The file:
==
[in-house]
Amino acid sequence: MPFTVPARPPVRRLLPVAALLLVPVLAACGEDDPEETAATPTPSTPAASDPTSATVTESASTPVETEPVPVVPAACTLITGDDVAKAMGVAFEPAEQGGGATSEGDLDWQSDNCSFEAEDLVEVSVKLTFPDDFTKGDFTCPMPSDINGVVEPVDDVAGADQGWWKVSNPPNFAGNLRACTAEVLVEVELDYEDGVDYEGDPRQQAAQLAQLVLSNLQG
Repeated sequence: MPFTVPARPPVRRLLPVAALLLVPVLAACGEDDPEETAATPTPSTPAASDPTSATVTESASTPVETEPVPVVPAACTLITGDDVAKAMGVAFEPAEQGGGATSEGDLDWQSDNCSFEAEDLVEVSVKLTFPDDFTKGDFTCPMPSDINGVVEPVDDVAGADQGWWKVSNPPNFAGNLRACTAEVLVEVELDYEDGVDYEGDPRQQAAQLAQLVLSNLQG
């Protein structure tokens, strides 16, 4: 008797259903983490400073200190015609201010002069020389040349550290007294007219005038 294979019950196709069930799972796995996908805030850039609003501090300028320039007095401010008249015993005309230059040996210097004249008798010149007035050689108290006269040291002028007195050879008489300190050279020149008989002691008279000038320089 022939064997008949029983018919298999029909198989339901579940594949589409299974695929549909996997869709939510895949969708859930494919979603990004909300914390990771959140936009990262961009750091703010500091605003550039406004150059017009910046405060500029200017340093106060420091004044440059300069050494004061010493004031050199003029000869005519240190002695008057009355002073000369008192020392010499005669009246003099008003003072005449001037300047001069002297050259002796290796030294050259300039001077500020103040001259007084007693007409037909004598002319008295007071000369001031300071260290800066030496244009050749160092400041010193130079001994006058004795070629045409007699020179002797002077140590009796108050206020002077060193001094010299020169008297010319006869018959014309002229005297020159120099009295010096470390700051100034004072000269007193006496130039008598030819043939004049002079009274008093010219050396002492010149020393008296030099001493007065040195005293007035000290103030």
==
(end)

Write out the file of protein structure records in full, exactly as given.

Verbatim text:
[in-house]
Amino acid sequence: MPFTVPARPPVRRLLPVAALLLVPVLAACGEDDPEETAATPTPSTPAASDPTSATVTESASTPVETEPVPVVPAACTLITGDDVAKAMGVAFEPAEQGGGATSEGDLDWQSDNCSFEAEDLVEVSVKLTFPDDFTKGDFTCPMPSDINGVVEPVDDVAGADQGWWKVSNPPNFAGNLRACTAEVLVEVELDYEDGVDYEGDPRQQAAQLAQLVLSNLQG
Repeated sequence: MPFTVPARPPVRRLLPVAALLLVPVLAACGEDDPEETAATPTPSTPAASDPTSATVTESASTPVETEPVPVVPAACTLITGDDVAKAMGVAFEPAEQGGGATSEGDLDWQSDNCSFEAEDLVEVSVKLTFPDDFTKGDFTCPMPSDINGVVEPVDDVAGADQGWWKVSNPPNFAGNLRACTAEVLVEVELDYEDGVDYEGDPRQQAAQLAQLVLSNLQG
């Protein structure tokens, strides 16, 4: 008797259903983490400073200190015609201010002069020389040349550290007294007219005038 294979019950196709069930799972796995996908805030850039609003501090300028320039007095401010008249015993005309230059040996210097004249008798010149007035050689108290006269040291002028007195050879008489300190050279020149008989002691008279000038320089 022939064997008949029983018919298999029909198989339901579940594949589409299974695929549909996997869709939510895949969708859930494919979603990004909300914390990771959140936009990262961009750091703010500091605003550039406004150059017009910046405060500029200017340093106060420091004044440059300069050494004061010493004031050199003029000869005519240190002695008057009355002073000369008192020392010499005669009246003099008003003072005449001037300047001069002297050259002796290796030294050259300039001077500020103040001259007084007693007409037909004598002319008295007071000369001031300071260290800066030496244009050749160092400041010193130079001994006058004795070629045409007699020179002797002077140590009796108050206020002077060193001094010299020169008297010319006869018959014309002229005297020159120099009295010096470390700051100034004072000269007193006496130039008598030819043939004049002079009274008093010219050396002492010149020393008296030099001493007065040195005293007035000290103030």